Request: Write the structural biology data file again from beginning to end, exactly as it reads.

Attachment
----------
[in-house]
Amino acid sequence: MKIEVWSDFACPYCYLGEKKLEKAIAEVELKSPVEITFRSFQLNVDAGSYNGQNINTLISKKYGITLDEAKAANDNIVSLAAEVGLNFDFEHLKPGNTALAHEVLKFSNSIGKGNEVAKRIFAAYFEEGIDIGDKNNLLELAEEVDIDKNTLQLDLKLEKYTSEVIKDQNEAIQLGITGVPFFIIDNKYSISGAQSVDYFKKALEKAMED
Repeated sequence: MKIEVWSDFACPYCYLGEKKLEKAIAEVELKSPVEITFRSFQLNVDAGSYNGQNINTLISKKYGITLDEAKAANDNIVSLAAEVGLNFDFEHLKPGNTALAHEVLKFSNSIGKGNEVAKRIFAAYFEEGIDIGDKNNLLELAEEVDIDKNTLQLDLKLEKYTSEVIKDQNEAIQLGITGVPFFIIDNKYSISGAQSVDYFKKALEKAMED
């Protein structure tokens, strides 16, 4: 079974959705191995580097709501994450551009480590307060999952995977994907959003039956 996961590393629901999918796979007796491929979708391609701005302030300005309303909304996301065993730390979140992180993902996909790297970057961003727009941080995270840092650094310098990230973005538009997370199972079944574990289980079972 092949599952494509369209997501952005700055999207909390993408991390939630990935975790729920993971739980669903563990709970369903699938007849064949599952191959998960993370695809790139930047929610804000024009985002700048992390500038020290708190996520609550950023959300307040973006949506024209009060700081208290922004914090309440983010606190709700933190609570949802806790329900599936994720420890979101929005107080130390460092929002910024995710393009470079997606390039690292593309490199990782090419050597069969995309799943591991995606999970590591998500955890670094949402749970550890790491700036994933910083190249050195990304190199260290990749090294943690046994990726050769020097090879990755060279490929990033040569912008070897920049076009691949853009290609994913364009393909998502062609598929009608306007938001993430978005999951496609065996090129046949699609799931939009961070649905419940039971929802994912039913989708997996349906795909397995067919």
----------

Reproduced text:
[in-house]
Amino acid sequence: MKIEVWSDFACPYCYLGEKKLEKAIAEVELKSPVEITFRSFQLNVDAGSYNGQNINTLISKKYGITLDEAKAANDNIVSLAAEVGLNFDFEHLKPGNTALAHEVLKFSNSIGKGNEVAKRIFAAYFEEGIDIGDKNNLLELAEEVDIDKNTLQLDLKLEKYTSEVIKDQNEAIQLGITGVPFFIIDNKYSISGAQSVDYFKKALEKAMED
Repeated sequence: MKIEVWSDFACPYCYLGEKKLEKAIAEVELKSPVEITFRSFQLNVDAGSYNGQNINTLISKKYGITLDEAKAANDNIVSLAAEVGLNFDFEHLKPGNTALAHEVLKFSNSIGKGNEVAKRIFAAYFEEGIDIGDKNNLLELAEEVDIDKNTLQLDLKLEKYTSEVIKDQNEAIQLGITGVPFFIIDNKYSISGAQSVDYFKKALEKAMED
């Protein structure tokens, strides 16, 4: 079974959705191995580097709501994450551009480590307060999952995977994907959003039956 996961590393629901999918796979007796491929979708391609701005302030300005309303909304996301065993730390979140992180993902996909790297970057961003727009941080995270840092650094310098990230973005538009997370199972079944574990289980079972 092949599952494509369209997501952005700055999207909390993408991390939630990935975790729920993971739980669903563990709970369903699938007849064949599952191959998960993370695809790139930047929610804000024009985002700048992390500038020290708190996520609550950023959300307040973006949506024209009060700081208290922004914090309440983010606190709700933190609570949802806790329900599936994720420890979101929005107080130390460092929002910024995710393009470079997606390039690292593309490199990782090419050597069969995309799943591991995606999970590591998500955890670094949402749970550890790491700036994933910083190249050195990304190199260290990749090294943690046994990726050769020097090879990755060279490929990033040569912008070897920049076009691949853009290609994913364009393909998502062609598929009608306007938001993430978005999951496609065996090129046949699609799931939009961070649905419940039971929802994912039913989708997996349906795909397995067919």